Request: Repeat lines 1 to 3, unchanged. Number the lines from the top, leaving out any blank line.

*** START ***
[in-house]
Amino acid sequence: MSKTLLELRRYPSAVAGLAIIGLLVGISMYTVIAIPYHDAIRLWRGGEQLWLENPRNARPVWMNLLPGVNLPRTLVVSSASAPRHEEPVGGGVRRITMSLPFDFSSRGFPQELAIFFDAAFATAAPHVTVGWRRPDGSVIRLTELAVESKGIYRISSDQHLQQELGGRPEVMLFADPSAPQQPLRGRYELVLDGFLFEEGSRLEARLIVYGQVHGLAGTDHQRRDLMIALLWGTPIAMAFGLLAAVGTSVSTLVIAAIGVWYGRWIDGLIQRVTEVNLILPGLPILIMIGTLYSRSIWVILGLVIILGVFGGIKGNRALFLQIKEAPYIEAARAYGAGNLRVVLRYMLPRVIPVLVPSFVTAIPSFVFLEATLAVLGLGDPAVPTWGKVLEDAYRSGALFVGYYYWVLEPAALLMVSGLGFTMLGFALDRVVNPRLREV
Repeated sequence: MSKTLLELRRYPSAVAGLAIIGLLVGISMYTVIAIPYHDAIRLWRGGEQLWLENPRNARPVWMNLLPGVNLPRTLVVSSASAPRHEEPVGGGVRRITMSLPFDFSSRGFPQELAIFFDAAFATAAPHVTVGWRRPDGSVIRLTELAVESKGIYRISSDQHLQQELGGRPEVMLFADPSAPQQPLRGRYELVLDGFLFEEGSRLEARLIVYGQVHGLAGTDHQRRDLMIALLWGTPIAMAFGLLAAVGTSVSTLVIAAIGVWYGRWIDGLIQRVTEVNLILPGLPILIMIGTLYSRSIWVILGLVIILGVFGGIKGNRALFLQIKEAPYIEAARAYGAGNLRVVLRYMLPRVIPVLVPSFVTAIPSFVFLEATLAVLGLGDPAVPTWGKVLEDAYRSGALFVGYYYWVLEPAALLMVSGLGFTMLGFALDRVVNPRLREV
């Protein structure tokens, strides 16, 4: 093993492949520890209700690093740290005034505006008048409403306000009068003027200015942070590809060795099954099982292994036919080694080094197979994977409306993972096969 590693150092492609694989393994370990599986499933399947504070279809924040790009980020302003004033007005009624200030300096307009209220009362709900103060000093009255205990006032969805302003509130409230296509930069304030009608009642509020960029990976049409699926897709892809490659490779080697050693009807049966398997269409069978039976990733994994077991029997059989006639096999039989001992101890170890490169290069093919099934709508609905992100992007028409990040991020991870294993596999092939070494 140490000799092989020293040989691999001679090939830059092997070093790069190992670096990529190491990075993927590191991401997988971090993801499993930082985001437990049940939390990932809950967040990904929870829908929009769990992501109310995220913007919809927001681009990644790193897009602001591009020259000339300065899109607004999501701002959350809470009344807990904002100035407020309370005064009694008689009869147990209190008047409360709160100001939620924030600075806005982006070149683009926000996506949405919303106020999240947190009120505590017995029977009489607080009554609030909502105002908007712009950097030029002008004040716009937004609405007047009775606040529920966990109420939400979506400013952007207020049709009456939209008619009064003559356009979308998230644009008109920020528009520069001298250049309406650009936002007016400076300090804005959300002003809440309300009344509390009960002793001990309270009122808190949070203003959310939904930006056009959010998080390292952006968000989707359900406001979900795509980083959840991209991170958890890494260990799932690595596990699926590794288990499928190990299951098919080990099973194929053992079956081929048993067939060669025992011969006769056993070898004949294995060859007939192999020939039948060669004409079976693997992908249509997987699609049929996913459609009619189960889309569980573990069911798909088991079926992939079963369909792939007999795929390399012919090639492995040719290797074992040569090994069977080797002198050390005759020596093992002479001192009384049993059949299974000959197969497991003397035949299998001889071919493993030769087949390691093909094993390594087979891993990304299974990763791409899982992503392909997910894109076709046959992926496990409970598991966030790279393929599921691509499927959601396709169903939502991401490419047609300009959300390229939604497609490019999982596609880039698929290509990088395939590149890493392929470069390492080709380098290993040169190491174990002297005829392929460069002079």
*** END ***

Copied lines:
[in-house]
Amino acid sequence: MSKTLLELRRYPSAVAGLAIIGLLVGISMYTVIAIPYHDAIRLWRGGEQLWLENPRNARPVWMNLLPGVNLPRTLVVSSASAPRHEEPVGGGVRRITMSLPFDFSSRGFPQELAIFFDAAFATAAPHVTVGWRRPDGSVIRLTELAVESKGIYRISSDQHLQQELGGRPEVMLFADPSAPQQPLRGRYELVLDGFLFEEGSRLEARLIVYGQVHGLAGTDHQRRDLMIALLWGTPIAMAFGLLAAVGTSVSTLVIAAIGVWYGRWIDGLIQRVTEVNLILPGLPILIMIGTLYSRSIWVILGLVIILGVFGGIKGNRALFLQIKEAPYIEAARAYGAGNLRVVLRYMLPRVIPVLVPSFVTAIPSFVFLEATLAVLGLGDPAVPTWGKVLEDAYRSGALFVGYYYWVLEPAALLMVSGLGFTMLGFALDRVVNPRLREV
Repeated sequence: MSKTLLELRRYPSAVAGLAIIGLLVGISMYTVIAIPYHDAIRLWRGGEQLWLENPRNARPVWMNLLPGVNLPRTLVVSSASAPRHEEPVGGGVRRITMSLPFDFSSRGFPQELAIFFDAAFATAAPHVTVGWRRPDGSVIRLTELAVESKGIYRISSDQHLQQELGGRPEVMLFADPSAPQQPLRGRYELVLDGFLFEEGSRLEARLIVYGQVHGLAGTDHQRRDLMIALLWGTPIAMAFGLLAAVGTSVSTLVIAAIGVWYGRWIDGLIQRVTEVNLILPGLPILIMIGTLYSRSIWVILGLVIILGVFGGIKGNRALFLQIKEAPYIEAARAYGAGNLRVVLRYMLPRVIPVLVPSFVTAIPSFVFLEATLAVLGLGDPAVPTWGKVLEDAYRSGALFVGYYYWVLEPAALLMVSGLGFTMLGFALDRVVNPRLREV